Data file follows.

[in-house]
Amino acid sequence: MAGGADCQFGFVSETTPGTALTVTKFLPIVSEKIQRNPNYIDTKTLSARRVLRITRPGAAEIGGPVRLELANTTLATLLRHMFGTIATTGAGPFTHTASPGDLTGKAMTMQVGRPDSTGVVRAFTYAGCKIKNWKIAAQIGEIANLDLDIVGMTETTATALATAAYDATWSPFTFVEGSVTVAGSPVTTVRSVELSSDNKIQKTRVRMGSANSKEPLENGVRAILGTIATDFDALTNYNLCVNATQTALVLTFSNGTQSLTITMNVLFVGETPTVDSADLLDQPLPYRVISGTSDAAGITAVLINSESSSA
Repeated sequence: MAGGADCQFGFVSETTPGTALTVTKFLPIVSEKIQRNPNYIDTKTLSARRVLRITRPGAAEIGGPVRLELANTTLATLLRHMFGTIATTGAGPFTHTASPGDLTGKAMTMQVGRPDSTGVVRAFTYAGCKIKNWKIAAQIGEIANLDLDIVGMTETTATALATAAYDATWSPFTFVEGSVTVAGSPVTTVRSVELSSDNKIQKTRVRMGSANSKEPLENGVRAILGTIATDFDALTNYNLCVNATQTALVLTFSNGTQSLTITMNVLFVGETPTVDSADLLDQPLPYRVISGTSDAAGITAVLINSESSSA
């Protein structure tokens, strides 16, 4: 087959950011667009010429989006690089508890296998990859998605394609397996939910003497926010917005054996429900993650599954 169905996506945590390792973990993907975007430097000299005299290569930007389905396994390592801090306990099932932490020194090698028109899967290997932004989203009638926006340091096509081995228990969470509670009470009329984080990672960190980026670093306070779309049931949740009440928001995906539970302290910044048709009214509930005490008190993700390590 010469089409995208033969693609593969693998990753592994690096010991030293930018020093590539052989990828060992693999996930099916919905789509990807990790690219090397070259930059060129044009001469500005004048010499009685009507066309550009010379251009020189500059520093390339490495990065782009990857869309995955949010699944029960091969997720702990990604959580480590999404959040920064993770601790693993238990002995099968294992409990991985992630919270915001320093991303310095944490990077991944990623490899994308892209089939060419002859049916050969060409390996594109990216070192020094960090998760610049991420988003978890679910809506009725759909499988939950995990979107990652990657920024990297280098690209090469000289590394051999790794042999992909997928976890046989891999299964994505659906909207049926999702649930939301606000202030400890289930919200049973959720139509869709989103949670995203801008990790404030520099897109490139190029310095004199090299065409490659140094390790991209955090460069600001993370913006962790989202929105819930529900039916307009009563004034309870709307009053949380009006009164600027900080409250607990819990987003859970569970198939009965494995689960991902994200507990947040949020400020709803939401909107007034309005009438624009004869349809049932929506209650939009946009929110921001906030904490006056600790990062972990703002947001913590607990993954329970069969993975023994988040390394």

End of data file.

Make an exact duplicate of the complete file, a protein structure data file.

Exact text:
[in-house]
Amino acid sequence: MAGGADCQFGFVSETTPGTALTVTKFLPIVSEKIQRNPNYIDTKTLSARRVLRITRPGAAEIGGPVRLELANTTLATLLRHMFGTIATTGAGPFTHTASPGDLTGKAMTMQVGRPDSTGVVRAFTYAGCKIKNWKIAAQIGEIANLDLDIVGMTETTATALATAAYDATWSPFTFVEGSVTVAGSPVTTVRSVELSSDNKIQKTRVRMGSANSKEPLENGVRAILGTIATDFDALTNYNLCVNATQTALVLTFSNGTQSLTITMNVLFVGETPTVDSADLLDQPLPYRVISGTSDAAGITAVLINSESSSA
Repeated sequence: MAGGADCQFGFVSETTPGTALTVTKFLPIVSEKIQRNPNYIDTKTLSARRVLRITRPGAAEIGGPVRLELANTTLATLLRHMFGTIATTGAGPFTHTASPGDLTGKAMTMQVGRPDSTGVVRAFTYAGCKIKNWKIAAQIGEIANLDLDIVGMTETTATALATAAYDATWSPFTFVEGSVTVAGSPVTTVRSVELSSDNKIQKTRVRMGSANSKEPLENGVRAILGTIATDFDALTNYNLCVNATQTALVLTFSNGTQSLTITMNVLFVGETPTVDSADLLDQPLPYRVISGTSDAAGITAVLINSESSSA
């Protein structure tokens, strides 16, 4: 087959950011667009010429989006690089508890296998990859998605394609397996939910003497926010917005054996429900993650599954 169905996506945590390792973990993907975007430097000299005299290569930007389905396994390592801090306990099932932490020194090698028109899967290997932004989203009638926006340091096509081995228990969470509670009470009329984080990672960190980026670093306070779309049931949740009440928001995906539970302290910044048709009214509930005490008190993700390590 010469089409995208033969693609593969693998990753592994690096010991030293930018020093590539052989990828060992693999996930099916919905789509990807990790690219090397070259930059060129044009001469500005004048010499009685009507066309550009010379251009020189500059520093390339490495990065782009990857869309995955949010699944029960091969997720702990990604959580480590999404959040920064993770601790693993238990002995099968294992409990991985992630919270915001320093991303310095944490990077991944990623490899994308892209089939060419002859049916050969060409390996594109990216070192020094960090998760610049991420988003978890679910809506009725759909499988939950995990979107990652990657920024990297280098690209090469000289590394051999790794042999992909997928976890046989891999299964994505659906909207049926999702649930939301606000202030400890289930919200049973959720139509869709989103949670995203801008990790404030520099897109490139190029310095004199090299065409490659140094390790991209955090460069600001993370913006962790989202929105819930529900039916307009009563004034309870709307009053949380009006009164600027900080409250607990819990987003859970569970198939009965494995689960991902994200507990947040949020400020709803939401909107007034309005009438624009004869349809049932929506209650939009946009929110921001906030904490006056600790990062972990703002947001913590607990993954329970069969993975023994988040390394």